"Venezuelans once almost universally held former president Romulo Betancourt, who led their country's transition from military rule in the 1950s, in high esteem. When I visited Caracas last December to cover the presidential elections, however, supporters of Hugo Chavez spoke disparagingly of the politician who used to be called the father of Venezuelan democracy. 'Betancourt was a fake man who gave... Washington Post Book Review (read the entire Washington Post review) us a fake democracy,' one voter in the slums of Caracas told me. 'It wasn't until Chavez that we had a president who looked out for us.' In recent years, Chavez has challenged the established order around the world, denouncing President Bush as 'the devil' at the United Nations, lionizing Cuban leader Fidel Castro as a 'father' on a national newscast and embracing Iranian President Mahmoud Ahmadinejad as a 'brother' in Tehran. But it is at home in Venezuela where he has truly upended the political system. The poor adore him. The wealthy detest him, his socialist policies and his soak-the-rich rhetoric. After nearly a decade in office, he holds an iron grip on power in the country with the largest proven oil reserves outside the Middle East. Chavez's rise has a made-for-Hollywood quality. His childhood home bore a roof of palm leaves and lacked running water. Classmates mocked him for not wearing proper shoes. On the streets he sold aranitas (papaya sweets) prepared by the grandmother who raised him. Yet Chavez always dreamed big. At first, he wanted to be a professional baseball player. Then, as a young military officer, he confided to a friend that he would be president. Roughly 20 years later, after leading a failed coup and spending two years in jail, he achieved that goal, winning election in 1998. Two biographies offer complementary, rather than competing, views of the Chavez phenomenon. Venezuelan journalist Cristina Marcano and her husband, novelist Alberto Barrera Tyszka, published 'Hugo Chavez' in Spanish four years ago; Random House has just released a clunky English translation. A newer offering is 'Hugo!' by Bart Jones, a Newsday reporter who spent eight years in Venezuela, mainly as a correspondent for the Associated Press. Both books are well reported and offer valuable insight into Chavez's background and motivation. Jones provides a superb description of the economic inequities that helped create the conditions for a populist such as Chavez to come to power. Marcano and Tyszka, meanwhile, focus on the president's psychology, plumbing his strained relationship with his mother and his lust for the spotlight. According to Chavez's former psychologist, he has a need 'to be listened to, paid attention to, admired, even idolized.' His former mistress says he has become so narcissistic and self-involved that she no longer recognizes the man she was linked to for nine years. Neither book, however, can be considered definitive. 'Hugo Chavez' is dated: Readers will be surprised to read such assertions as 'When it comes to the oil business, Chavez does not scream, "Yankee go home!"' given that he booted several U.S. oil companies out of Venezuela this year. Jones, meanwhile, may come across as a Chavez partisan. In some ways, this is a healthy corrective: As 'Hugo!' points out, mainstream press coverage is often hostile to the Venezuelan president. Still, Jones ignores or soft-pedals allegations about Chavez's free spending, womanizing and tolerance of corruption. His inner circle — commonly referred to as the boliburguesia, a combination of 'Bolivarian' and 'bourgeoisie' — has built mansions in the priciest neighborhoods of Caracas, raising questions about how government salaries could finance such extravagance. Where Jones truly excels is in his observations of Venezuelan society and the outsized role oil has played in molding the national character. During boom periods — the late 1970s, for example, and today — some Venezuelans live large. But while black gold may have swelled the national coffers, it has also tied the country's fortunes to an economic rollercoaster and warped Venezuelans' values, rewarding aggressiveness and street smarts rather than a strong work ethic. 'Some people called it the "pinata culture,"' Jones writes, 'where the "candy" or the money from oil revenues spills to the floor after the pinata is broken open and everyone grabs what they can in a free-for-all.' Many poor Venezuelans felt they were never invited to the party. And with good reason: Even as billions of dollars gushed into the country in the 1970s, most lived in penury. The rich, meanwhile, did very well; the country's per capita ownership of private jets is one of the highest in the world. This gross inequity created an opportunity for a man of the people to emerge. As Marcano and Tyszka put it, 'The root of Chavez's power resides in the religious and emotional bond he has forged with the popular sectors of the country.' He calls his social programs misiones ('missions'), and they provide a broad assortment of services for slum dwellers, from subsidized meals to education. That said, Chavez would not have been reelected by a 26-point margin last December if oil prices weren't sky high. The windfall of cash — last year alone, the state oil company's revenues topped $100 billion — has not only shored up goodwill at home, but has expanded Venezuela's influence across the Americas. Its oil shipments to Cuba are a godsend for Castro. Chavez has also spread his petroleum largesse to allies in Bolivia, Nicaragua and Ecuador. After securing another six-year term last December, Chavez called for the constitution to be amended so he could remain in office indefinitely. The document will almost certainly be tailored to his specifications, and the authors of both books offer predictions of what the next phase of Chavez's presidency could hold. Jones speculates that if Chavez does not open up his immediate circle and allow other, critical viewpoints to emerge, his 'revolution' will founder. Marcano and Tyszka point out that Chavez's most ambitious programs, both in Venezuela and abroad, have been facilitated by the 'sweet cash' from oil exports. For now, he has virtually free rein to nationalize businesses, consolidate power and offer international aid. But Venezuelans tend to be more critical of their leaders when cash is short. Chavez indisputably has forged a strong bond with his country's poorest citizens, but his standing may be more dependent on the price of oil than he would like to admit. Someday, his reputation may suffer the fate of Betancourt's. Alexandra Starr, a former Organization of American States fellow in Caracas, is a 2007 Milena Jesenska fellow at the Institute for Human Sciences in Vienna, Austria." Reviewed by Alexandra Starr, Washington Post Book World (Copyright 2006 Washington Post Book World Service/Washington Post Writers Group)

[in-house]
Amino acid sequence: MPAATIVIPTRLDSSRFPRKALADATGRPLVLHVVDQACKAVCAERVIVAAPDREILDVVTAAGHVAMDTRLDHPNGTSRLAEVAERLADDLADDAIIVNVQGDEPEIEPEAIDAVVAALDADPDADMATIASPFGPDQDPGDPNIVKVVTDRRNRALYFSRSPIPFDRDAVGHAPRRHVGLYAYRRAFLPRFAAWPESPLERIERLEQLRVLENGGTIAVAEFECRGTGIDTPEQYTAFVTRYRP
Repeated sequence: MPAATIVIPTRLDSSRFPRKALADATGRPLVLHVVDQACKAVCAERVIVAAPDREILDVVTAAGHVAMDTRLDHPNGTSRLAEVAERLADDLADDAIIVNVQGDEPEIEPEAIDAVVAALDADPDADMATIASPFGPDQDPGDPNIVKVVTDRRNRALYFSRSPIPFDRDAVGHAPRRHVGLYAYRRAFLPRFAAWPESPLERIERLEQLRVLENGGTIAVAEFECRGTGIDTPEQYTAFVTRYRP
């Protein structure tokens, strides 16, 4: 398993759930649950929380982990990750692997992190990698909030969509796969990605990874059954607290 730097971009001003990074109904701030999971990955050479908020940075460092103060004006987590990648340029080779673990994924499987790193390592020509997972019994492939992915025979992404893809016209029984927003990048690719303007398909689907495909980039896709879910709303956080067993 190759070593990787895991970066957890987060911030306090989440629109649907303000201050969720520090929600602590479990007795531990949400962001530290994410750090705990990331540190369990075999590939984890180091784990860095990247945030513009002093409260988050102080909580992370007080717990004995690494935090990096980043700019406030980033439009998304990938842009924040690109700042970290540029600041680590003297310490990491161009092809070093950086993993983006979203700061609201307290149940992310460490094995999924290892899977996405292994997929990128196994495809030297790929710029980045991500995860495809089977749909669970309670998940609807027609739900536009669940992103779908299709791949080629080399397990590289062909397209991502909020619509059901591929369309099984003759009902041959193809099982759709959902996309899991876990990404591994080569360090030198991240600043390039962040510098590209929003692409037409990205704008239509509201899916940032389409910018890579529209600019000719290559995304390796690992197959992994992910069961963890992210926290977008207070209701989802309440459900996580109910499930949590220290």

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This major new biography of the controversial Chvez is an in-depth profile of a new kind of South American leader--a man who is taking a daring place on the global stage with the grassroots socialist movement that is sweeping his native Venezuela. 16-page photo insert.
About the Author
Cristina Marcano is a journalist with extensive experience in the Venezuelan media. She has worked as the chief of international information and the political subeditor for the newspaper El Nacional in Caracas. She currently works as a correspondent for the Mexican newspaper Reforma and as an independent collaborator for El Nacional.
Alberto Barrera Tyszka is a widely read Sunday editorial columnist for El Nacional. In 2006 he won the prestigious Herralde literary prize for his novel La Enfermedad. He is the author of several books and regularly publishes in Letras Libres.
Moisés Naím is a former minister for trade and industry of Venezuela, and is currently the editor in chief of Foreign Policy magazine.